There are signs this company is bouncing back, and one analyst thinks they’re worth 50% more. Will these directors enjoy a windfall? Our City expert also reports more heavy buying of a mid-cap property stock and on AIM.
The incoming boss of Hilton Food Group (LSE:HFG) and three other directors have spent over £460,000 backing the FTSE 250-listed protein producer to deliver an upturn in fortunes.
The purchases by newly-appointed chief executive Steve Murrells, chairman Robert Watson, finance boss Matt Osborne and non-executive director Patricia Dimond were made after annual results highlighted the significant impact of supply chain and inflation pressures, particularly in UK seafood.
Adjusted profits fell 17% last year to £55.5 million and earnings per share dipped 26.4% to 45.1p, but the group maintained its record of growing volumes every year since joining the stock market in 2007.
Hilton, which appears in this year's Wild's Winter Portfolio, began life in 1994 supplying pre-packed beef and lamb to Tesco and now boasts advanced food processing, packing and logistics facilities across 19 markets in Europe, Asia Pacific and North America. Two-thirds of its sales volumes are outside the UK.
The shares closed last week at 678p, having fallen by about 45% to 529p during September after interim results included a 13% dividend cut in the face of severe inflationary headwinds. In December, the share were briefly below 500p for the first time since June 2016.
The company, which has maintained a progressive dividend policy since its flotation, reversed the cut last week by announcing plans to pay shareholders 22.6p a share on 30 June.
Broker Peel Hunt said this demonstrated confidence in the business and its cash flows as Hilton looks to rebuild after a difficult 2022.
The City firm added: “Market conditions will continue to be challenging given pressure on consumer budgets, but Hilton is getting on top of recent issues and profit should rebuild.”
It noted that service levels have continued to be “best in class” and that Hilton is working with customers to recover inflation, reduce costs, improve efficiencies and optimise ranges in order to rebuild profitability in UK seafood.
The broker has a price target of 1,030p, believing the attractions of the business model and the long-term growth potential are intact.
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From July the business will be run by former Co-op boss Murrells after he was named successor to Philip Heffer, who is stepping down after serving 30 years on the board and the past five years as group chief executive.
Murrells knows Hilton well, having first worked with the business in the 1990s and early 2000s when he was the meat category director at Tesco. He said last week: “The way that Philip and the team have grown the business since then has been incredible, with fifteen years of sensational growth.”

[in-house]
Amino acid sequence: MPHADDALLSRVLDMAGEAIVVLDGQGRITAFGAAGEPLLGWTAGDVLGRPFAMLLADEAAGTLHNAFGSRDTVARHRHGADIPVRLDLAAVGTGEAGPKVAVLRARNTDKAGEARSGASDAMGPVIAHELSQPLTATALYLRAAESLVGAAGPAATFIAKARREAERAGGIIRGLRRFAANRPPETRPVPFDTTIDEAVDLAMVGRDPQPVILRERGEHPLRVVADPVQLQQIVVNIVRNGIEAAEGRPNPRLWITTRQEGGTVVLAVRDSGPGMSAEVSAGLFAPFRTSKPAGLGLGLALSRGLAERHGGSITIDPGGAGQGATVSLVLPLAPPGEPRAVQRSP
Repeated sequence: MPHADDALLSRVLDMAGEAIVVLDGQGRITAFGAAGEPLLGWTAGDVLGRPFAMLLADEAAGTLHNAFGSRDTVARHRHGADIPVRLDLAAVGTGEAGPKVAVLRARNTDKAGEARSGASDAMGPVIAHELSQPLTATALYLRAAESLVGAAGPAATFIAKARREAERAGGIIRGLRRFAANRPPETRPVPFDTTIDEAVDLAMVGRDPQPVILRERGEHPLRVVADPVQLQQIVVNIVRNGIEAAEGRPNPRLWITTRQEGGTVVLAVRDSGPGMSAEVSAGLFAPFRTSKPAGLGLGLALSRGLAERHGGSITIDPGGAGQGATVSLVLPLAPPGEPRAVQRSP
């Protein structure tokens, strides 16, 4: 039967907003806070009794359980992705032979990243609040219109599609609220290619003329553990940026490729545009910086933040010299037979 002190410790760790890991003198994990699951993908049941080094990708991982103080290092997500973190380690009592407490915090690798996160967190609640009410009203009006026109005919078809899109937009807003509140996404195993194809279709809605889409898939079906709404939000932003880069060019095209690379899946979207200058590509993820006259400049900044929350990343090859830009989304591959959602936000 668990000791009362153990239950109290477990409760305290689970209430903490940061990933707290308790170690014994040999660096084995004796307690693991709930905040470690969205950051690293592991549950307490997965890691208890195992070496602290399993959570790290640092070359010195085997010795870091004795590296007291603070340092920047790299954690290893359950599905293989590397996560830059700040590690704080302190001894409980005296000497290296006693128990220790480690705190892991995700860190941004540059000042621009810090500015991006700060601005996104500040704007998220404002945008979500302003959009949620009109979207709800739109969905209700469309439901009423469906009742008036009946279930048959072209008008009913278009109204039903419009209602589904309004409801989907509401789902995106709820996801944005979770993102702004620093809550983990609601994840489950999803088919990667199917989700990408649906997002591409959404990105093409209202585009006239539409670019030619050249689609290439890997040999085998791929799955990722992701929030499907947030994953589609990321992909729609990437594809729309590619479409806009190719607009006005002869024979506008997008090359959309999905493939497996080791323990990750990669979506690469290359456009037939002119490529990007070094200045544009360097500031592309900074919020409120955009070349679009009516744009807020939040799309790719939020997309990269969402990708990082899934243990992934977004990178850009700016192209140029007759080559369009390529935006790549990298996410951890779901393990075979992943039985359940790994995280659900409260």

He immediately backed up his appointment by spending £200,000 on the company’s shares at a price of 688p on Thursday. Dimond, who joined the board last April, committed £50,000 on the same day at a price of 659p while Osborne invested £10,000 at 678p on Thursday.
We also found out just before the Easter holiday that Watson, CEO at Hilton from 2002 then executive chairman from 2018 until the start of 2021, had spent over £203,000 on 30,000 shares at 678p each. Watson has timed his trades well in the past. In April 2022, he sold Hilton shares worth £2.4 million at around 1,200p. He'd also disposed of 50,000 at 950p in 2019. According to data firm SharePad, Watson now owns just over 2m shares, or 2.3% of the company.
Another mid-cap buyer
Elsewhere in the FTSE 250 index, the finance boss of Primary Health Properties (LSE:PHP) bought shares on Thursday, with the GP surgeries landlord trading close to its 52-week low of 95p.
Richard Howell made his £40,000 purchase at just below 101p, which compares with 117p as recently as early February. Higher gilt yields have diminished the stock market appeal of real estate investment trusts, leaving Primary’s fully-covered forward dividend yield above 6%.
The company has grown its dividend for 27 years in a row, underpinned by predictable cash flows from a rent roll 90% funded by the UK and Irish governments. Peel Hunt, which has a price target of 130p, said recently: “A 6.6% yield, with long and strong income, remains very attractive.” Shares closed the week at 104.6p.
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At Balfour Beatty, chief executive Leo Quinn raised £275,000 on Tuesday by selling shares with the infrastructure company trading near to a multi-year high.
The disposal was made at 373p after a 45% rise in Balfour’s valuation since last summer. Last month, Quinn unveiled strong annual results that included a 17% rise in full-year dividend to 10.5p a share and a third consecutive annual £150 million buyback.
Is this a smart move?
On AIM, the £1 billion-valued Smart Metering Systems (LSE:SMS) has received strong boardroom backing in response to a recent fall in its share price.
The Glasgow-based company installed 480,000 smart meters last year and is also rolling out battery energy storage systems that can boost the transition to clean energy.
Recent results showed a 25% rise in revenues to £135.5 million and underlying profits up by a third to £24.5 million, with the dividend for the year 10% higher at 30.25p a share.
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Despite chief executive Tim Mortlock’s optimism for 2023, shares are down by around 17% in the past two months. Last week, he spent £120,000 on shares at a price of 744.7p before two non-executive directors followed his lead this week.
Chair Miriam Greenwood spent £20,500 at a price of 751p last Thursday and Jamie Richards made an investment worth £25,000 at 744.6p on Monday 3 April. The stock closed last week at 769p but analysts at Liberum have a price target of 1,185p.